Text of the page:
Patience: The Writer’s Virtue

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Patience is a virtue, and it isn’t easy to come by. However, it can be the difference between a talented writer and a published author. Even if you’ve mastered the art of the comma, studied plot structure in college, and have a bevy of contacts in the publishing world, you can’t make it without patience.

Writing Isn’t Always Fun

It’s an unfortunate fact of the writing life that successful writers need a lot of discipline. They write every day, increasing their skill along with the volume of their work incrementally over time. Even creating flash fiction demands a lot of patience. Moments of inspiration don’t last, and even when you sit down to start a new project, you must acknowledge that you are making a commitment of many months, if not years, to this one piece. Getting a first draft down on paper takes patience. After all, you face human limitations of time, energy, and focus, just like the rest of humanity. You need a long-term view and daily patience to deal with your imperfections.

Redrafting in a Hurry Never Turns out Well

Editing and redrafting are two of the most feared words in a writer’s vocabulary. All the patience that goes into hacking out a rough first draft pales in comparison to the tedium of revisions. Everything you wrote comes under fresh scrutiny, usually at least three or four times. You need patience to ask yourself the big questions that transform good drafts into great novels. Do your characters follow their motivations, or are you twisting things to suit a plot that doesn’t quite fit? Have you killed off your darlings? What important moments of character development need extra attention? Do you really want to use all those semicolons?

If you don’t approach revisions with saintly amounts of patience, you will end up tired and frustrated. Worse yet, you’ll end up with a choppy, unpolished story, and after all that effort, you want some tangible returns. When you sit down to revise, remember that development takes time. It took months to write your first draft, so why should your second take any less time? Should you find yourself chomping at the bit, eager to just tie up loose ends and move on, remember that shaping up a novel is like shaping up your body. It takes a lot of painful effort. It takes a lot of patience, too.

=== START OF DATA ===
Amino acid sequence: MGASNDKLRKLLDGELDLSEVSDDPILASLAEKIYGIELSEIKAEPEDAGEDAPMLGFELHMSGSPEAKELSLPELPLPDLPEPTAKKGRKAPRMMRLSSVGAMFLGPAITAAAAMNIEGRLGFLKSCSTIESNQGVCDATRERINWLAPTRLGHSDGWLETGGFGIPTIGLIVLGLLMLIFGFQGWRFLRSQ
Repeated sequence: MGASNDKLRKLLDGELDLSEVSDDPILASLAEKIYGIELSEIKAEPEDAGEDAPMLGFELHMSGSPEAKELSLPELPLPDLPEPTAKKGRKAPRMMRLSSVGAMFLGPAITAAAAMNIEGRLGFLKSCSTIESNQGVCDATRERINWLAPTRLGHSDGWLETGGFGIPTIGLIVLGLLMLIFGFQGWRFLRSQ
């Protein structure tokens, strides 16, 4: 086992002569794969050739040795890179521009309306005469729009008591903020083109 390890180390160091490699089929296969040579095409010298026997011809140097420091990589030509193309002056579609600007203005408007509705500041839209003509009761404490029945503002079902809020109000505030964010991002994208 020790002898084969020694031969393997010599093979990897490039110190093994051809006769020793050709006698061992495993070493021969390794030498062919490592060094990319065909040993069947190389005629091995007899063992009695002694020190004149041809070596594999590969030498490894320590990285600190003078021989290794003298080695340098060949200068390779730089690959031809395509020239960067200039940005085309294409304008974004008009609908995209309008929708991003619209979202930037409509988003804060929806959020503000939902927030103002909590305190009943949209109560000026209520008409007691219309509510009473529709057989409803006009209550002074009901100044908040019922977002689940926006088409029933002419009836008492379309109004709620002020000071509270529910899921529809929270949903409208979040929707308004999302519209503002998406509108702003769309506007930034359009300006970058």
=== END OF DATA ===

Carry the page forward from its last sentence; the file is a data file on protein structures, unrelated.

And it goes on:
The Drama of Publication

Finishing a book is a huge milestone, but it’s not the end of the road. Once you have a story ready, it may take years before you find the right audience or publisher to accept your work. Even self-publishing represents a time consuming endeavor that will eat up weeks at a time. Self-publishing puts additional work on your shoulders, like marketing and platform management, that won’t have an immediate payout.

Are you ready for the long haul? There’s nothing as rewarding as writing, but there’s nothing quite so challenging, either. Be ready to adopt the writer’s ultimate virtue: patience.


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  1. Jo Ann Bender on

    I’m a writer. Regarding your blog on the topic of patience. . . Patience is golden but mine is turning green. Yes, rewriting is difficult. But, so is the transition between finishing a book, then marketing the book, to jumping into beginning the next one.

    There are surprises along the way. Mine has been learning that I am the perfect writer for audio books. Two commercial publishers have liked my work, ACX and Books in Motion have produced: Lebensborn by ACX, and Rusty Springs and the newly launched Casanova Cowboy.

    Have patience if you write. Discovering your special talents is part of the journey. Never ever give up.

    • Thanks for your motivational thoughts. Keep up the good work, and awesome to hear about your success!

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